Election campaigning is in full swing in India and amidst all the frenzy, the Pilbhit constituency in Uttar Pradesh, has come under the scanner after one of its young BJP candidates, Varun Gandhi courted controversy over his allegedly communal and inflammatory campaign speeches during election rallies in his constituency on March 6th and 8th, 2009.
Over the next few weeks, video footage of Varun Gandhi's speeches were repeatedly splashed across TV channels. When questioned by the media and the Election Commission. Varun stated that the audio in the footage had been doctored and it was a ploy against him. Unmoved by his denial, the Election Commission sent him a show cause notice for violating the Model Code of Conduct, and later, on 22 March 2009, found him guilty of making ‘hate speeches’.
A spate of criminal cases lodged against him, on 29th March, Varun Gandhi surrendered before a local court in Pilbhit. He was arrested and jailed. The State Government has now booked him under the National Security Act (NSA) on “charges of inciting communal passion by making provocative and inflammatory speeches during [election campaign] meetings”.
As of today, Varun Gandhi continues to be in the eye of the storm as various political parties and their leaders try to gain maximum mileage out of the incident. The Rashtriya Janata Dal supremo Lalu Prasad Yadav has gone as far as to court controversy himself after making a speech berating Varun. The BJP on the other hand, has renewed it's stance of backing it's protege Varun Gandhi with both political and legal aid.
The blogosphere too has been abuzz with opinions on the Varun Gandhi controversy.
Youth ki Awaaz writes:
If young leaders like Varun give such defamatory remarks, what can we expect from the others? The fact that India is a country with communal diversity makes it mandatory for each and every citizen to have a feeling of brotherhood.
Blogger ak too is apprehensive about young candidates like Varun Gandhi, who could also be tomorrow's leaders spewing such rhetoric. He says:
To hear someone so young like Varun Gandhi give out that hate speech against the muslims in such mean tones was just shameful. Are these the young leaders that is going to takle(sic) India forward??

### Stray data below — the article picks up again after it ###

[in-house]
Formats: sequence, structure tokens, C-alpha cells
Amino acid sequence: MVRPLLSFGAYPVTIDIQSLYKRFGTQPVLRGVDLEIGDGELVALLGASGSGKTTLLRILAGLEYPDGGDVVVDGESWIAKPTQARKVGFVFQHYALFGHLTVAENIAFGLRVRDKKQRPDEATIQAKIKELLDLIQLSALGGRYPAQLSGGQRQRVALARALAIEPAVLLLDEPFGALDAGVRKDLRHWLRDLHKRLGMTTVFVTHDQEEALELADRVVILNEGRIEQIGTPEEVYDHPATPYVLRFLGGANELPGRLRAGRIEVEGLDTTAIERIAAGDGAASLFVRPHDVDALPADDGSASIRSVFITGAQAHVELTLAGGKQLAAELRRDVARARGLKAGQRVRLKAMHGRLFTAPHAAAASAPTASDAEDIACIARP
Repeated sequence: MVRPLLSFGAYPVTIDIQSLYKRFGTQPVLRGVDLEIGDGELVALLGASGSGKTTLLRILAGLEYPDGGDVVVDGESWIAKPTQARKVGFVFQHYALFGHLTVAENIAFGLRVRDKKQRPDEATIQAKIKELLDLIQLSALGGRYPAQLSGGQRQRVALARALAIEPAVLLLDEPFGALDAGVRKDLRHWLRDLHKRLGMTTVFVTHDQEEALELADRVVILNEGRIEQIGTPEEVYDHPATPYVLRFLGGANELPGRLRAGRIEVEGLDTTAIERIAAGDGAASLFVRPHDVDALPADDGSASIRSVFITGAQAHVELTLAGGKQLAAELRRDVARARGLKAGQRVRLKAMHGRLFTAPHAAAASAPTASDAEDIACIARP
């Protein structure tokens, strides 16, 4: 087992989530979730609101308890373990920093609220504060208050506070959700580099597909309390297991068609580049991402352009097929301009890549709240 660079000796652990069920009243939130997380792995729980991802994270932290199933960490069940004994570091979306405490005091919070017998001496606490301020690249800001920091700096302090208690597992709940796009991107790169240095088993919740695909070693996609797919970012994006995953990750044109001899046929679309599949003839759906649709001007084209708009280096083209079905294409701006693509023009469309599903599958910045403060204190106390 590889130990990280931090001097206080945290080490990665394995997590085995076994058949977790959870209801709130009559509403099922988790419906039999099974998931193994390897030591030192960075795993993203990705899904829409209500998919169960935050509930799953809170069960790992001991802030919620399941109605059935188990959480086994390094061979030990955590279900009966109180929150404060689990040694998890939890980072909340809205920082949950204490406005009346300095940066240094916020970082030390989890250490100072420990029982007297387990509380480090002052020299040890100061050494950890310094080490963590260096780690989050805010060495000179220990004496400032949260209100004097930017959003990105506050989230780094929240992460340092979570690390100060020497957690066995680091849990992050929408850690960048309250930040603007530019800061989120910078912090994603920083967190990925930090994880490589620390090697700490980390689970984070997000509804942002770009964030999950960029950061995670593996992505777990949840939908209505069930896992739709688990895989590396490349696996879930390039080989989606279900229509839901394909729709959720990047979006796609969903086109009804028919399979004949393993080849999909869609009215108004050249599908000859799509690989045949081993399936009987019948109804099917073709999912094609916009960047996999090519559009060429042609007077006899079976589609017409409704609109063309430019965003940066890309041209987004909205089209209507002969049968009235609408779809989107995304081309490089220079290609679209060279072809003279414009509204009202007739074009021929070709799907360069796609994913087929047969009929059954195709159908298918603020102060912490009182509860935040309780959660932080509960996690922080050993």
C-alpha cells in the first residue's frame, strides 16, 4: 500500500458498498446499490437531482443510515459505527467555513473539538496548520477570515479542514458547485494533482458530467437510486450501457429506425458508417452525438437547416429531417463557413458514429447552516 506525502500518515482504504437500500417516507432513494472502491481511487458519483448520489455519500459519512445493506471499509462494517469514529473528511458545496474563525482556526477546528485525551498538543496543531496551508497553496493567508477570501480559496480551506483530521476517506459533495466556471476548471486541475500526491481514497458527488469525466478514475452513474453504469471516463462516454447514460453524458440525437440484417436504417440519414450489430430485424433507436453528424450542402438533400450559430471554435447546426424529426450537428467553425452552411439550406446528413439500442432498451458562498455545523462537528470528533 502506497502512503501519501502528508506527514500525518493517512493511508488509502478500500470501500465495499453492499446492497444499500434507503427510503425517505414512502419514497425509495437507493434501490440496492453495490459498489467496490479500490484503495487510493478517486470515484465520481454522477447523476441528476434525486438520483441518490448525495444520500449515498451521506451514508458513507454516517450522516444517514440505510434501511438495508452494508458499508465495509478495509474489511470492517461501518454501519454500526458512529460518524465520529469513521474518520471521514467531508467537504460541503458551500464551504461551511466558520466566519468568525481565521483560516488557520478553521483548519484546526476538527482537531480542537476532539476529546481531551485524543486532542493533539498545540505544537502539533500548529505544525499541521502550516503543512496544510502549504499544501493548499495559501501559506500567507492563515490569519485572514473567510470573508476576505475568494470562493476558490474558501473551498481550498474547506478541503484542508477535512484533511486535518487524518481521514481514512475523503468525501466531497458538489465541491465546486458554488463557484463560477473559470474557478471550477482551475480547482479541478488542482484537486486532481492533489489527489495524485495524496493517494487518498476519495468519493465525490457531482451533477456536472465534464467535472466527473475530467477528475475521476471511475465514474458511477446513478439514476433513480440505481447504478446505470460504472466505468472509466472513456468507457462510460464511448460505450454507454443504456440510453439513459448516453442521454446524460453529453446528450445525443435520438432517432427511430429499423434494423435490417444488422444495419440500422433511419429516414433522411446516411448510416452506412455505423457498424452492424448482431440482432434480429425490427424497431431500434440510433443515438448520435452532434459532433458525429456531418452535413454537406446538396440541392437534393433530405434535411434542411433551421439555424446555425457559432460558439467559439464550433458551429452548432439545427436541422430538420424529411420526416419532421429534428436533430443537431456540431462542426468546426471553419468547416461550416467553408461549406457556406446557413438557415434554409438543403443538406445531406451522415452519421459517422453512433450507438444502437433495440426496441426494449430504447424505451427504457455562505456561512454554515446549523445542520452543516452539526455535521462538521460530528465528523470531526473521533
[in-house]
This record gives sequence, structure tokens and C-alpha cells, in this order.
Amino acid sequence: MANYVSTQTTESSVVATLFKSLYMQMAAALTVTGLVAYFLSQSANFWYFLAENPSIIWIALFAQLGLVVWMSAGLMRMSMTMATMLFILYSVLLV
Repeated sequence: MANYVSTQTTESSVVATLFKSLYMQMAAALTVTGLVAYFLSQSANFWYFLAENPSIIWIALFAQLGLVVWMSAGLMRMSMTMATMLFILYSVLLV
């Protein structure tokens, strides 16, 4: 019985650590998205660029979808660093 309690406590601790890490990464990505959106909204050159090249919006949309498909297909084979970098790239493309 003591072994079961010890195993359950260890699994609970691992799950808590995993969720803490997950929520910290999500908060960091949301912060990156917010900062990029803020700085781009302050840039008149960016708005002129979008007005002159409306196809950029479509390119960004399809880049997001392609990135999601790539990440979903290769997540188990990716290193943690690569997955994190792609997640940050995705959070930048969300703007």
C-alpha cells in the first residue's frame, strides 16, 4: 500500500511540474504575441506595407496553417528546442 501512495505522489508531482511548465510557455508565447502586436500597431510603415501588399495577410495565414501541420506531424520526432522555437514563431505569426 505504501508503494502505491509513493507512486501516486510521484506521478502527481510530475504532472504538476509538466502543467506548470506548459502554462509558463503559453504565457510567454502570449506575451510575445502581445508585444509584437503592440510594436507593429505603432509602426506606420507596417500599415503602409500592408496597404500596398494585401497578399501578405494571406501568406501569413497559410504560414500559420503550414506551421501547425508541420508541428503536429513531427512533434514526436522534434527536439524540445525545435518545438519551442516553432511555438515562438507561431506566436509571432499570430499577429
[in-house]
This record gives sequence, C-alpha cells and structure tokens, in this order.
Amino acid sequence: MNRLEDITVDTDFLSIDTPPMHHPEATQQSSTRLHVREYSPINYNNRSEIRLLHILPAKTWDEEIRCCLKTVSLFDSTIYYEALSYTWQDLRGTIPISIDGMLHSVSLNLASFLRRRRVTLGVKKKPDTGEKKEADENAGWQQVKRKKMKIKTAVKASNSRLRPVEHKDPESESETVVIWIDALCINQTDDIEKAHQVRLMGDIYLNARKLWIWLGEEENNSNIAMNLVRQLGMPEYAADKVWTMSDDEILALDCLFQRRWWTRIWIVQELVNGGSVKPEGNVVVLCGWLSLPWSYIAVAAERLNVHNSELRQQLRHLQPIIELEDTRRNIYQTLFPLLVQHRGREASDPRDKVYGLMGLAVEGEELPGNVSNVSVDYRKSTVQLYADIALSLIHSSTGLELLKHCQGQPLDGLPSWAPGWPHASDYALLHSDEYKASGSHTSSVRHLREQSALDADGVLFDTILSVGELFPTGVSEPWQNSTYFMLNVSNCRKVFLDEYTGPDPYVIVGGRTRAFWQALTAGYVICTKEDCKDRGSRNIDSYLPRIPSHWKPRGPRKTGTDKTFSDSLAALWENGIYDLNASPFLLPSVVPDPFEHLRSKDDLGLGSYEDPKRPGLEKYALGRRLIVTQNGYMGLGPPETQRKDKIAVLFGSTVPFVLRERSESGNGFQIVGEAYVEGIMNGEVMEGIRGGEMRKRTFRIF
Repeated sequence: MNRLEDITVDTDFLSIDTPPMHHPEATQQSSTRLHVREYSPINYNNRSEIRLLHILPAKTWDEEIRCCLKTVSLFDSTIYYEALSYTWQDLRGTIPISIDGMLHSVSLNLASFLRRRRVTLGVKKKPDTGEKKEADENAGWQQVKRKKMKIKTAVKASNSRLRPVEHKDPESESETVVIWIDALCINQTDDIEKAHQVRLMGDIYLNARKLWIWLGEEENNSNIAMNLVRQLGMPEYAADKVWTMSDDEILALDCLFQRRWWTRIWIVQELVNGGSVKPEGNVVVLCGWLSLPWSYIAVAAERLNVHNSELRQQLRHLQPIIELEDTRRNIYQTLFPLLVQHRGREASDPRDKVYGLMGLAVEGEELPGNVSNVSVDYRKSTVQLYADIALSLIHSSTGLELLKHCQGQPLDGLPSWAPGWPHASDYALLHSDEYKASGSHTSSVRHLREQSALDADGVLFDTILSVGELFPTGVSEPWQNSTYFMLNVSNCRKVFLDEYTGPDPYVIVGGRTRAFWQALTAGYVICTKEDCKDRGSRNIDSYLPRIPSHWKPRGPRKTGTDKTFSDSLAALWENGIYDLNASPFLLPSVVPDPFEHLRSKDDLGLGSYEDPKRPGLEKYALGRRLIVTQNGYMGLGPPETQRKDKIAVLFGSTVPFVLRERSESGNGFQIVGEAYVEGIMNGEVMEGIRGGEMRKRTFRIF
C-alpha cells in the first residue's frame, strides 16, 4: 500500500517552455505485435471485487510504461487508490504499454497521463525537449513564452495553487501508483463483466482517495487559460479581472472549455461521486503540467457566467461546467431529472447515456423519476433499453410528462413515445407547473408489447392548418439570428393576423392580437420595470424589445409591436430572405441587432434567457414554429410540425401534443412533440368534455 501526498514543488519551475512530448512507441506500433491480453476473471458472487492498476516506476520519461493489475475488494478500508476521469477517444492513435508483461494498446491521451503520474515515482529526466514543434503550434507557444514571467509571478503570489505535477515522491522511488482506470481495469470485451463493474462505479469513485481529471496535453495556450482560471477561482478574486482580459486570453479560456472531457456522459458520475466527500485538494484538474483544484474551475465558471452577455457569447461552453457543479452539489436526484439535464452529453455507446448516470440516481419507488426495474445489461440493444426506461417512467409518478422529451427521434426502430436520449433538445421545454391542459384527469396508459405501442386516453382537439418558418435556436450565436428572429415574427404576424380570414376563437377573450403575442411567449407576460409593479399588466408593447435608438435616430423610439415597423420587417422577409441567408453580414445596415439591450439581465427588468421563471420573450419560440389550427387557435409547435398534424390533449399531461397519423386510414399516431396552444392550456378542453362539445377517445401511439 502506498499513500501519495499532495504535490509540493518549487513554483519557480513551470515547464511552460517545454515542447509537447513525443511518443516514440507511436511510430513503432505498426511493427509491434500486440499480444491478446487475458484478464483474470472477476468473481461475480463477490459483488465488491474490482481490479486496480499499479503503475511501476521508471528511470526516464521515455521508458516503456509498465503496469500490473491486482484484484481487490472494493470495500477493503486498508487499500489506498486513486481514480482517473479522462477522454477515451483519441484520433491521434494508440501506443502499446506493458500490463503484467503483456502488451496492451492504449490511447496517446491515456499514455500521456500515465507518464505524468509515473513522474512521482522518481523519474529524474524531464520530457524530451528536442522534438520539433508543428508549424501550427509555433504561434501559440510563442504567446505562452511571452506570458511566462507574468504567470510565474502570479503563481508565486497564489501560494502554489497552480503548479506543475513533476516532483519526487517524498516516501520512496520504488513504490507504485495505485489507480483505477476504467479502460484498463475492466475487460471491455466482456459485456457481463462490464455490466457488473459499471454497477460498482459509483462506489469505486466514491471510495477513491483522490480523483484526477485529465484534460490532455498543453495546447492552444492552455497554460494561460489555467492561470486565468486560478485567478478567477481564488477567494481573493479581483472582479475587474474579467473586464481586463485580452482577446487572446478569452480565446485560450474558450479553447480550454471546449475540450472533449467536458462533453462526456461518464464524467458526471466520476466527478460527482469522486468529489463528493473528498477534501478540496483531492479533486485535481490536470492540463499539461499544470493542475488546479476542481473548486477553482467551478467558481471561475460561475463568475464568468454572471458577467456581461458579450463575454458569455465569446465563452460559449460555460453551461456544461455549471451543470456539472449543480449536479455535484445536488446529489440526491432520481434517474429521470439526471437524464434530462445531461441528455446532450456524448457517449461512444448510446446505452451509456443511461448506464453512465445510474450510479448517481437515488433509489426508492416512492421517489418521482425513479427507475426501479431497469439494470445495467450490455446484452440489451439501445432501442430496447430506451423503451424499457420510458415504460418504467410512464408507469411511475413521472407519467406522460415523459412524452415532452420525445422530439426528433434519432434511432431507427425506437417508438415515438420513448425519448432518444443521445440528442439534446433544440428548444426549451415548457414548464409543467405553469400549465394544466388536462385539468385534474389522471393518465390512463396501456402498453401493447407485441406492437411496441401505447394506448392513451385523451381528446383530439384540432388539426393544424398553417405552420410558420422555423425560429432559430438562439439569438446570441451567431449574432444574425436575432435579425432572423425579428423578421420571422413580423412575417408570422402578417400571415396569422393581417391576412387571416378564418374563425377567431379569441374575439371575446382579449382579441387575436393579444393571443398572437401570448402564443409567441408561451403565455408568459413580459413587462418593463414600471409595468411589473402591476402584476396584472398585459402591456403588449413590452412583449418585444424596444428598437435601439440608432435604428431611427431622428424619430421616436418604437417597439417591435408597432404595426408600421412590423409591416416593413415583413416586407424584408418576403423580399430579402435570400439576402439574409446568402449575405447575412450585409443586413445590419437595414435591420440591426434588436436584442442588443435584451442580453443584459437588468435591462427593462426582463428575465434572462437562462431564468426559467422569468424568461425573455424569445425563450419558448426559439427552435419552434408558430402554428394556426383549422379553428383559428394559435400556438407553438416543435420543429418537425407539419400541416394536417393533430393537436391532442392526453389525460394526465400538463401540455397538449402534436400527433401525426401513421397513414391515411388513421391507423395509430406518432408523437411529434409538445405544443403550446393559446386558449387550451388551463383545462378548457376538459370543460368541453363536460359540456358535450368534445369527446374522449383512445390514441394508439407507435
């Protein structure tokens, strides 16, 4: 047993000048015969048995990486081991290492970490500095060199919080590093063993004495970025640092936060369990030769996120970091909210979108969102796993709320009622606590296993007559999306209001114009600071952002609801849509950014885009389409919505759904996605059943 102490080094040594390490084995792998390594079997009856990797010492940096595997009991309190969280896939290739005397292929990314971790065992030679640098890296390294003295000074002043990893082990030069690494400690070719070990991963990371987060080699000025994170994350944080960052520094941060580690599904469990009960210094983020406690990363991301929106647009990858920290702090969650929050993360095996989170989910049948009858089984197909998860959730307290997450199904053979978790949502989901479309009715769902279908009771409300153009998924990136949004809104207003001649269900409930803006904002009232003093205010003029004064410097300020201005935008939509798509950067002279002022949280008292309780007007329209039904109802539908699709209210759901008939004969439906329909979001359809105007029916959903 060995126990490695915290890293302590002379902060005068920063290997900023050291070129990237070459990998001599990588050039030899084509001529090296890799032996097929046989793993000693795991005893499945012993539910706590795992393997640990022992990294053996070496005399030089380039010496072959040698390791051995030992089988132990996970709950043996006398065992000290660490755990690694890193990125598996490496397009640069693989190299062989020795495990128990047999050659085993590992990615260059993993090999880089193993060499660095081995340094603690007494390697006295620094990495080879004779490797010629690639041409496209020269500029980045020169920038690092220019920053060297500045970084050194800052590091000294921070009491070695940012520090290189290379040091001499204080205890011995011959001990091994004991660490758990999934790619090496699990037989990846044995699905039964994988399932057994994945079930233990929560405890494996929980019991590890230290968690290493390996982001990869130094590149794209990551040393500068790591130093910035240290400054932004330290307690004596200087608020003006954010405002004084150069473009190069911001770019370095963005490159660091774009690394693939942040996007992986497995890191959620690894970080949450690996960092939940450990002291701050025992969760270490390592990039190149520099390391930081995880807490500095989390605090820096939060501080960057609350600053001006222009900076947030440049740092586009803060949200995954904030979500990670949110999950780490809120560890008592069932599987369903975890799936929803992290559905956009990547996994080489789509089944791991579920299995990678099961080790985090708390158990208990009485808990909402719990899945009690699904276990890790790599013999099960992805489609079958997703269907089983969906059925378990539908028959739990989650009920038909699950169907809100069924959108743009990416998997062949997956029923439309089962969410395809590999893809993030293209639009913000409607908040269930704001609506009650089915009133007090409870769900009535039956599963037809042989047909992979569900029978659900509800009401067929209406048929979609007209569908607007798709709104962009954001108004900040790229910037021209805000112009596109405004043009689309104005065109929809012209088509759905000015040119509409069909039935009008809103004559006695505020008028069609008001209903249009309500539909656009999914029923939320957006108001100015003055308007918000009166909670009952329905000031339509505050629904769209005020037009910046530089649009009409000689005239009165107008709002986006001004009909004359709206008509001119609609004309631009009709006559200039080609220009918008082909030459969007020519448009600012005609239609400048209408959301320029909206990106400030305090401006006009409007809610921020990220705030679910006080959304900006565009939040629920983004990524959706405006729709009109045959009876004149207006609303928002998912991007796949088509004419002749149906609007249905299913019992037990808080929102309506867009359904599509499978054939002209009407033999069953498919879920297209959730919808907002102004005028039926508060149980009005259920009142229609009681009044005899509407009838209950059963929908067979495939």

Another blogger Vijay Vikram discusses what he feels was the motivation behind Varun's rhetoric.
It is a sad fact of Indian – for that matter all democratic polity – that aspiring statesmen have to appeal to the lowest common denominator for electoral gains. That is precisely what Varun Gandhi was doing. Varun Gandhi's remarks were borne out of political necessity, nothing else.
On the other hand, some bloggers have come out in support of Varun Gandhi, seeing him as a scapegoat in the drama of India's minority-vote politics. Sreekrishnan Venkatesan writes:
i did not find anything wrong in Varun Gandhi's speech. He warned any other religious fanatics killing Hindus, which to me looked very much normal. In fact this isn't as bad like congress which goes all out to playing the communal card, with non hindu religions. Hypocrisy in all its strength. Supporting a minority religious community is “Secular” while supporting Hindus is “communal”.
In this entire controversy, the role of the MSM has also come under scrutiny. Shahid Siddiqui of Media-Mania wonders why the TV channels devoted as much as over 22.57 hrs of prime time playing back the video footage. He asks:
If the media really believed that Varun Gandhi’s speech would cause unrest among a section of the people, did the repeat telecasts of the speech make any sense?…All the TV channels have overplayed the issue. It was not even authenticated if the CD was original. As per the ethics of journalism, it should not have been played as it has been done, especially during the elections….The role of media is certainly open to question. While reporting that it was a “hate speech” “blatantly communal” etc, did the media behave responsibly by telecasting the tape umpteen times a day for the last few days?
Bloggers are also discussing whether Varun Gandhi should have been booked under the NSA. Many of them seem to echo the words of the Chief Minister of Jammu & Kashmir, Omar Abdullah, who stated that “The hate speech of BJP's Lok Sabha candidate Varun Gandhi did not threaten national security and a law other than the National Security Act could have been invoked to deal with it”. In this context,Vinay writes:
… punishing him under NSA is unwarranted. Even though his speech had the potential to disturb public order, the warning by election Commission and subsequent FIRs under Representation of People Act were sufficient.
The CD containing his speech came into light some 15 days later after he gave it. It means his speech did not lead to any violence immediately, which is actually case in most of the instances.
Listening to his speech one can say that it was more of rhetoric in spite of being venomous.
Nonetheless he deserves punishment, but not under NSA.
He has been arrested under the preventive detention clause of NSA, which is clearly doctored to prevent him from contesting elections.
Varun's lawyers have challenged his detention in the Supreme Court. The case will come up for hearing on April 13th.
This post is part of the Global Voices special coverage on Indian Elections 2009